Patricia Yarberry Allen, M.D. is a Gynecologist, Director of the New York Menopause Center, Clinical Assistant Professor of Obstetrics and Gynecology at Weill Cornell Medical College, and Assistant Attending Obstetrician and Gynecologist at New York-Presbyterian Hospital. She is a board certified fellow of the American College of Obstetrics and Gynecology. Dr. Allen is also a member of the Faculty Advisory Board and the Women’s Health Director of The Weill Cornell Community Clinic (WCCC). Dr. Allen was the recipient of the 2014 American Medical Women’s Association Presidential Award.

Click here for installments number one, two, three, and four of this chronicle by WVFC publisher Patricia Yarberry-Allen, writing of her travels home for a major family Thanksgiving. (Ed.)


Mommie expected us at 10am to bring her home for Thanksgiving Day.  She was dressed in her winter coat waiting since it was 10:05am when we arrived.  We wanted her to be with us all day long, to share in the cooking and conversation.  Ashley, my first born son, is intensely connected to his grandmother.  He had insisted on visiting the Summit Manor Nursing home, wanting the staff to know that his Grandmother was loved and important.  He walked, as I had done the evening before, to the nursing station and introduced himself to all the staff there and then to those who were in the halls.  He knows intuitively how to connect to others and to get them to join him enthusiastically in every passion and project that he finds compelling. He did not want to miss this opportunity to engage everyone he could find in the mission of loving and caring for Gamma.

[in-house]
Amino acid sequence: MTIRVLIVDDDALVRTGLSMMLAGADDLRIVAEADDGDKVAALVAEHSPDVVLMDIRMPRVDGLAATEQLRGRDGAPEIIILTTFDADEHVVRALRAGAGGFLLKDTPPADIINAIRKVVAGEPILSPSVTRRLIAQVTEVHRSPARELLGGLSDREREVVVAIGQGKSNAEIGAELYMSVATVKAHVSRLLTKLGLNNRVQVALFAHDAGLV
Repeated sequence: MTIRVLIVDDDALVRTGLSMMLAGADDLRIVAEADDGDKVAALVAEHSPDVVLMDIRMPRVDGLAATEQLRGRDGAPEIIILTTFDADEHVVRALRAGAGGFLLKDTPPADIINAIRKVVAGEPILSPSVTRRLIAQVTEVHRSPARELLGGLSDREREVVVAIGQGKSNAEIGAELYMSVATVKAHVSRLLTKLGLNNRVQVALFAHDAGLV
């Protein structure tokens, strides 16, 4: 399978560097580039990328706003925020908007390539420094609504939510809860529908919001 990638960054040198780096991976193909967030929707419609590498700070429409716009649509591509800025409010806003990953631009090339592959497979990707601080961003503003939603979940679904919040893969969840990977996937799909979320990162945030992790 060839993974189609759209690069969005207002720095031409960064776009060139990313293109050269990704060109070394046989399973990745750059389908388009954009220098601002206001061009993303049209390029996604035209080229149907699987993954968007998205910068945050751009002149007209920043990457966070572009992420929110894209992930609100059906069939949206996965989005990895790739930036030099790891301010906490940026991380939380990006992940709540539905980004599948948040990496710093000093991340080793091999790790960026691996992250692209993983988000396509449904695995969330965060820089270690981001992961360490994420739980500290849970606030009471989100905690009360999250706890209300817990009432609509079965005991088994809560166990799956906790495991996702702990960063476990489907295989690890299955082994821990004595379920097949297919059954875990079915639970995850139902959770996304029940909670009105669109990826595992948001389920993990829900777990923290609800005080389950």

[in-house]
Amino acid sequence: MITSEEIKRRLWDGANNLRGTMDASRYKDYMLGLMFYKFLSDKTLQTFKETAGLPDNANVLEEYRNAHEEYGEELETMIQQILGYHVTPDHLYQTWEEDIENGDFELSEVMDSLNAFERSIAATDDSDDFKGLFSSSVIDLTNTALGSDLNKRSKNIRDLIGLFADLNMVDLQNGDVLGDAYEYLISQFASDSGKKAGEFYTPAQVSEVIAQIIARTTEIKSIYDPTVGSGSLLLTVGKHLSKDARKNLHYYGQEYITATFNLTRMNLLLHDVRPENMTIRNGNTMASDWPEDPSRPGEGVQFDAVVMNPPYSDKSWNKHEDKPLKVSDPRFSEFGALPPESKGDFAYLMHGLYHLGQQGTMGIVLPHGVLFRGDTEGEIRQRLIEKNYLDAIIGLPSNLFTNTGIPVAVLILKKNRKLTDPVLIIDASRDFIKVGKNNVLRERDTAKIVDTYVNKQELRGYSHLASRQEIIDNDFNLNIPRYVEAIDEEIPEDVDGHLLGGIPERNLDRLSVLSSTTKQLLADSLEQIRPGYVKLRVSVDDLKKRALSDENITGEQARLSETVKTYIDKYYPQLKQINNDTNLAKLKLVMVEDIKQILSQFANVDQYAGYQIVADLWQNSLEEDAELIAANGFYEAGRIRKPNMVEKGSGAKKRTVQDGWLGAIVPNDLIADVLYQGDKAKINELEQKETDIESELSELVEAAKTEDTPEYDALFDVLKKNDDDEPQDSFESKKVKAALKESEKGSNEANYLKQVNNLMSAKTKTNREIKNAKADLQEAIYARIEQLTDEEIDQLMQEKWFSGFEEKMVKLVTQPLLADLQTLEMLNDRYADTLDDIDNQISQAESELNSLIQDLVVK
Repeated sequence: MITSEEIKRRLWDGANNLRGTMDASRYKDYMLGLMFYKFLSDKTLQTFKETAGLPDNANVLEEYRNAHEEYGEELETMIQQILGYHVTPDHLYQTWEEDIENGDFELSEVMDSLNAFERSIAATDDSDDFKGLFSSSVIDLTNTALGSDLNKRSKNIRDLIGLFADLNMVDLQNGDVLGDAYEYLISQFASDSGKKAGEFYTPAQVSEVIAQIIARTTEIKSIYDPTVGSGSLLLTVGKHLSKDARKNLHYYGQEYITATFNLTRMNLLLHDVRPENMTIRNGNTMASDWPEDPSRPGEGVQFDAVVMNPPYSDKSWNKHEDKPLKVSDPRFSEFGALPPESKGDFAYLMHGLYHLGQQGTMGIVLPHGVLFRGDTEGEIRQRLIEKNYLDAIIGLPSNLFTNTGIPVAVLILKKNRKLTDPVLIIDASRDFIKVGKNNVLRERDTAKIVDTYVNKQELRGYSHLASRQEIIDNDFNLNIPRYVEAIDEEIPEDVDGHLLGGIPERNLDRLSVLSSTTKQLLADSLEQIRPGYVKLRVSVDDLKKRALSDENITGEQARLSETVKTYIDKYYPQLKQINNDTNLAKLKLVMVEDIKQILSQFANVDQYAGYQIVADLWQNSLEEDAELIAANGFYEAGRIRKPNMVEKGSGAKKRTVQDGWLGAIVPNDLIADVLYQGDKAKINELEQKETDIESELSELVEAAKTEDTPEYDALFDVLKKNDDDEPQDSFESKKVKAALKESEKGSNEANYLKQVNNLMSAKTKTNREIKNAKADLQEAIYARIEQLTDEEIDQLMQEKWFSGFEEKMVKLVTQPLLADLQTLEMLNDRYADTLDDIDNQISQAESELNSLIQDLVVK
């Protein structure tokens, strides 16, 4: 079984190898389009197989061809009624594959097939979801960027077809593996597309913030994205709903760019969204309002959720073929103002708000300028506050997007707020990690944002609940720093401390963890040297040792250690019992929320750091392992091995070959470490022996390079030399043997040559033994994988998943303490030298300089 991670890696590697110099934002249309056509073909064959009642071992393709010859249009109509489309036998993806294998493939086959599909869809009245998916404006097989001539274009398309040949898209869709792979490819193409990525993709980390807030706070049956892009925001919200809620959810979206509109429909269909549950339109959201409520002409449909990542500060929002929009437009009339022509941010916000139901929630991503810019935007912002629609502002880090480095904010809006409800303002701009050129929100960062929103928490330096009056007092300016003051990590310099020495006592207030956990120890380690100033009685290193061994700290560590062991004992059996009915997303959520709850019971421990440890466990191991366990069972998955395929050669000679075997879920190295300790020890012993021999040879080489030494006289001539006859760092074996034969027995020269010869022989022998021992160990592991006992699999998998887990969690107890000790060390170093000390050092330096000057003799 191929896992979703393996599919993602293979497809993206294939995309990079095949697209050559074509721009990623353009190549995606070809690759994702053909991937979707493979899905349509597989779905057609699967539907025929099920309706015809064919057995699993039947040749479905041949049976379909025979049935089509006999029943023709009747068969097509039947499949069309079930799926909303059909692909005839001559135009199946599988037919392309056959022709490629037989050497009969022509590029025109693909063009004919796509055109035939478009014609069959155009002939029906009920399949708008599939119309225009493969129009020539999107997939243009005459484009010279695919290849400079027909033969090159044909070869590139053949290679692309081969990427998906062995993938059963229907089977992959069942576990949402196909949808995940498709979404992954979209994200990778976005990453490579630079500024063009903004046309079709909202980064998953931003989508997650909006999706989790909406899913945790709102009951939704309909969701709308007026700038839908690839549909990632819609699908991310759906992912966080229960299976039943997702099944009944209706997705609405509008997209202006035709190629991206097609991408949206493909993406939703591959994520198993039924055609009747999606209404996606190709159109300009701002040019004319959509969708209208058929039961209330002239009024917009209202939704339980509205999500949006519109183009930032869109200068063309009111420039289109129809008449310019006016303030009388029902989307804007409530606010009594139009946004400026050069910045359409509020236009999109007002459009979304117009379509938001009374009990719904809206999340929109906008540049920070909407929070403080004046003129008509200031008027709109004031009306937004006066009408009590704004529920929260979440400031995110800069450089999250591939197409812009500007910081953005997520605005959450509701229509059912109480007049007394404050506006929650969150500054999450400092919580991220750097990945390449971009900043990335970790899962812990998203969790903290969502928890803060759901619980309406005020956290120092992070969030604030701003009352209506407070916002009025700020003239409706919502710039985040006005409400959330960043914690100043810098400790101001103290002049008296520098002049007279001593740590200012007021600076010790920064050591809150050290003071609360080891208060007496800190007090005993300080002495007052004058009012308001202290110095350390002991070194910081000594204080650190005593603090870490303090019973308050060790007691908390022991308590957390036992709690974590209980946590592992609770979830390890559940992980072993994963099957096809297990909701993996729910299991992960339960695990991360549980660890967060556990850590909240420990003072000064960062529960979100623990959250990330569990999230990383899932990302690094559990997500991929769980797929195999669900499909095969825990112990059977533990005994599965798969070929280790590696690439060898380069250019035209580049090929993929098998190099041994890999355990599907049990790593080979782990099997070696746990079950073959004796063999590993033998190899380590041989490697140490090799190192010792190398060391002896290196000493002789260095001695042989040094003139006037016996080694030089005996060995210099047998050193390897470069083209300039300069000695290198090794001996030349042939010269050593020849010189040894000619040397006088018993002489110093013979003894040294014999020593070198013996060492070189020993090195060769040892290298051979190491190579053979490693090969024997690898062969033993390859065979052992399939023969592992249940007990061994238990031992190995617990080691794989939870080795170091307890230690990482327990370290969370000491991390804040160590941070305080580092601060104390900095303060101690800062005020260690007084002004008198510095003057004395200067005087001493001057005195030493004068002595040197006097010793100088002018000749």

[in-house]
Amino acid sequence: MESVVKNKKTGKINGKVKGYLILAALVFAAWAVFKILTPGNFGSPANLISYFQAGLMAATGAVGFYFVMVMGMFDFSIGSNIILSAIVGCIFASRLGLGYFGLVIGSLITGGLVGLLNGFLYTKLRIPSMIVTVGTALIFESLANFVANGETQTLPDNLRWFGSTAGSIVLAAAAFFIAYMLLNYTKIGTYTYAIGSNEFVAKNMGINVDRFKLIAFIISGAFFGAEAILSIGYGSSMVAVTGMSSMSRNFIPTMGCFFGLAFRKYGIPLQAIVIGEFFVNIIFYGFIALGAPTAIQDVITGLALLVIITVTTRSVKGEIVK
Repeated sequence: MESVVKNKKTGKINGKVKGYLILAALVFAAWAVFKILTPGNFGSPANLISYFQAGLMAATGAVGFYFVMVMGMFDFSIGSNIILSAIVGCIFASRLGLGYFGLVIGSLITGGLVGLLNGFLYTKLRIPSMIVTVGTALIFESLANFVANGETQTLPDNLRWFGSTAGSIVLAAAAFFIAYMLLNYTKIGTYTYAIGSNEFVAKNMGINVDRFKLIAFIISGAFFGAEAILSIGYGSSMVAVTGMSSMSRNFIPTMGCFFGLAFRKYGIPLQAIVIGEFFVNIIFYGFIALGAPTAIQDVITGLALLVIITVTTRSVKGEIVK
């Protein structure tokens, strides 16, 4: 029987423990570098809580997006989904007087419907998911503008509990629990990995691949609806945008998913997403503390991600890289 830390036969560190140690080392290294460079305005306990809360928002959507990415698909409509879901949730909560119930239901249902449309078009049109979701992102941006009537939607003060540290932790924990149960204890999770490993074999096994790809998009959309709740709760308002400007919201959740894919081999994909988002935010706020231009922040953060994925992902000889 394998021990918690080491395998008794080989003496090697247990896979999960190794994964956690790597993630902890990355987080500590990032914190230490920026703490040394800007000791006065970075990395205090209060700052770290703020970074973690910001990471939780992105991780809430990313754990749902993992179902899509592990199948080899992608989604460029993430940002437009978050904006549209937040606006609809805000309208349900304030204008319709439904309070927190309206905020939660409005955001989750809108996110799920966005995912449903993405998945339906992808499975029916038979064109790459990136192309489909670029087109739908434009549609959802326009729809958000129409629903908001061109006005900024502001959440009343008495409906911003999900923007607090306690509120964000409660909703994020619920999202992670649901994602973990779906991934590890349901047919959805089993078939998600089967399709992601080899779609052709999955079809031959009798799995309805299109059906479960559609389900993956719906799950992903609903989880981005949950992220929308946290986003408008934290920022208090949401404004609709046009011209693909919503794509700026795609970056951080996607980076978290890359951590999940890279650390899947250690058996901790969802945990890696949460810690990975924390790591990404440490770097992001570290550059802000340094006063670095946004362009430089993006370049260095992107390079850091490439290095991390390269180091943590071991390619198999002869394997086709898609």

We took our precious package and her new best friend, a four footed walker, slowly through the corridors, out the door and carefully bundled her into the front seat.  She was so very happy to see her grandson since he cannot visit often.  They began immediately to talk turkey.  She thought it made perfect sense for me to bring a fresh turkey from New York since all the turkeys locally now come frozen from somewhere else.  Ashley told his grandmother that he was entirely in charge of the turkey.  No interference from YOU KNOW WHO.  There would be NO STUFFING in his Thanksgiving turkey since anyone who knew anything about turkeys and cooking in general knew that stuffing just dried out the turkey, then the knife in the back of his very own mother “And studies do show that it increases the chance of food borne illnesses.”  “What a brutal negotiator he will be”, I thought. “He engages his opponent in the cause, and then sticks the knife in to win”

“But” I protested, “We always put stuffing into the turkey.  It flavors the meat and keeps it moist.”
“I put aromatic herbs in the cavity along with lemon halves and shallots”, he announced.” Oh, and by the way, I bake the turkey breast side down for the first 4 hours.  It keeps the meat moist and no basting is needed. “

I was suddenly on very shaky ground.  This was an important day for my grownup son and he was facing off against his mother and grandmother…Thanksgiving secrets and all.  What was more important after all?

“Patty”, Mother said, “You know you always made me try new things.  Most of them turned out to be just fine.  Ashley will make a delicious turkey and you will make the turkey dressing. Just as we always have.

Patricia Yarberry-Allen

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